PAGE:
To ensure the seas remain a haven for fish and mammals to feed and breed, it is important to cruise below 15 knots in marine sanctuaries and areas rich with wildlife.
“Scientific evidence proves that boats heavier than 80 tonnes, which go faster than 15 knots, pose a higher risk of collision to cetaceans (marine mammals),” says Sabina Airoldi, a marine biologist at the Tethys Research Institute – an Italian organization dedicated to oceanic conservation. “There is such a variety of species of wildlife in the Mediterranean Sea, and among them is the Fin Whale – the biggest animal in the world after the Blue Whale. Because of their large size Fin Whales and Sperm Whales find it hard to avoid fast moving boats, putting them at higher risk of collisions which can often be fatal.”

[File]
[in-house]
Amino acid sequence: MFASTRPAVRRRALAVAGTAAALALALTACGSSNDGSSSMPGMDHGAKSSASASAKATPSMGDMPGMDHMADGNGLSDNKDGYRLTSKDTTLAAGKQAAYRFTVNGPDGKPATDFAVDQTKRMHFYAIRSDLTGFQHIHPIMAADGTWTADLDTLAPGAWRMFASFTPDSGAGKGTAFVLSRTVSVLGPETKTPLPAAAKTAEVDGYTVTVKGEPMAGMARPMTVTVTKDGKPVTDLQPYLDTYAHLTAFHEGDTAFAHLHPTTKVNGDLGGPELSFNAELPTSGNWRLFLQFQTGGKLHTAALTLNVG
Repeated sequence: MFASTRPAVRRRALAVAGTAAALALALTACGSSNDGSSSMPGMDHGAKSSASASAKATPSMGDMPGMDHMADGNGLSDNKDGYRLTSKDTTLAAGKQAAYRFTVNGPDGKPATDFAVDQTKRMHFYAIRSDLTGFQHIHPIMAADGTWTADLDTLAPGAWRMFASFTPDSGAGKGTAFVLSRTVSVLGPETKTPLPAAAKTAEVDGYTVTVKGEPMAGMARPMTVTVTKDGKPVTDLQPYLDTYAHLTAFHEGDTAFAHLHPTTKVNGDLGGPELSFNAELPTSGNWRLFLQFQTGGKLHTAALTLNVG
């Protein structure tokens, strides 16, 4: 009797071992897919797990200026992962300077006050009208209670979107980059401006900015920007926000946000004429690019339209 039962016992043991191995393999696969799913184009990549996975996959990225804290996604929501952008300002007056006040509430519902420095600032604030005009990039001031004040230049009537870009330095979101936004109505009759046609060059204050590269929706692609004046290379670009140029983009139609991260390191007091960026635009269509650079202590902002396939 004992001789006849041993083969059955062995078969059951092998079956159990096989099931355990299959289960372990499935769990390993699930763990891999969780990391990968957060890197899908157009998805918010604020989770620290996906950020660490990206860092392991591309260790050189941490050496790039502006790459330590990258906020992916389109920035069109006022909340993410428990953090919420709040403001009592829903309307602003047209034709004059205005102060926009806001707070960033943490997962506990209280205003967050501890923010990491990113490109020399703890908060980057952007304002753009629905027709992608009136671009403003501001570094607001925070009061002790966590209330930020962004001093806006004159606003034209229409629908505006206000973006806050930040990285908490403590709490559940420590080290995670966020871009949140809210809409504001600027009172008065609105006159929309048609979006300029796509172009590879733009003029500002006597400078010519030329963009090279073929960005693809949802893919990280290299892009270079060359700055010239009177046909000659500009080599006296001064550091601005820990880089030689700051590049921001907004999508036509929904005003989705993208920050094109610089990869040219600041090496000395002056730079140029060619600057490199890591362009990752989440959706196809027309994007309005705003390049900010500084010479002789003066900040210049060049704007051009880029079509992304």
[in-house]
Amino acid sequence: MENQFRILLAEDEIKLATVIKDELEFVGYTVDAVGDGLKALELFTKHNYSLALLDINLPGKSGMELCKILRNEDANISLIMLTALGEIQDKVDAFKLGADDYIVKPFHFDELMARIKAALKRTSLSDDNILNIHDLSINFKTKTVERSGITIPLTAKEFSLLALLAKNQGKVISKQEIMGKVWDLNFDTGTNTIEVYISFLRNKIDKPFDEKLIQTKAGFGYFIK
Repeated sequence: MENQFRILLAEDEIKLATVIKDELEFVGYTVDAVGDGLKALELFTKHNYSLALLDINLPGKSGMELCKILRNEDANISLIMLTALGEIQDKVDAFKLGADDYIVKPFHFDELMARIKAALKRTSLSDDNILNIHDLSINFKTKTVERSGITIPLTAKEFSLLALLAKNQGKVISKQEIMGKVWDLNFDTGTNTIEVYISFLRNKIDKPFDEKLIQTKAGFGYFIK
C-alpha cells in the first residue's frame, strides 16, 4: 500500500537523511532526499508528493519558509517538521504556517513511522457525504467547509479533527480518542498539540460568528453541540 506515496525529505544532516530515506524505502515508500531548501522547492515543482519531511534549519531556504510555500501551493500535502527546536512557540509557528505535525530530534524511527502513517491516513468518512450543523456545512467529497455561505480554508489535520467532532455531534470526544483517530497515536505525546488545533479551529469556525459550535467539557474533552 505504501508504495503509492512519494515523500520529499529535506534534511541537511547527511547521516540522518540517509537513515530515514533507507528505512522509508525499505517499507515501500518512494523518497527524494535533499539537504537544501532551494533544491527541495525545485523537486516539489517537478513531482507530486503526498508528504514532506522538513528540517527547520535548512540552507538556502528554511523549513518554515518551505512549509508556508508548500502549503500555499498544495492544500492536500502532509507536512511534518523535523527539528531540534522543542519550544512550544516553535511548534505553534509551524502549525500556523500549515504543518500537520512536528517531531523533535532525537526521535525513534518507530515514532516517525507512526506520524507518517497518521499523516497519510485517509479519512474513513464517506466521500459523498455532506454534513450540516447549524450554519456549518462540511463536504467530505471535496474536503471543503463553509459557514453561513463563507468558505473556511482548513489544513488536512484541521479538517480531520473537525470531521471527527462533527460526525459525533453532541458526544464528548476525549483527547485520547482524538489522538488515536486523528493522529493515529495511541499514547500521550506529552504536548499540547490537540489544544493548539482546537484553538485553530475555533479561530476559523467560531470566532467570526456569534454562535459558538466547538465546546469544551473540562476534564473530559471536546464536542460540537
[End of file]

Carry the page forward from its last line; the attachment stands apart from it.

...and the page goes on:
The institute’s work involves monitoring marine wildlife in the Pelagos Sanctuary, an 87,000 km² area in the Mediterranean Sea between Italy, Monaco and France. There are eight species of cetaceans in the Pelagos Sanctuary, with around 400 Fin Whales and approximately 38,000 Striped Dolphins. The institute tracks the mammals via satellites and studies the complex interplay of their behavior in relation to human activities. But there are around 9,000 boats in the Sanctuary’s waters every day, and approximately 22,000 ships of more than 100 tonnes in the Mediterranean as a whole, which leads to a congestion of space.
“We need to share this space,” says Airoldi. “It’s important that boaters cruise slowly to give cetaceans space to thrive, and to really take time to enjoy what they see around them.”
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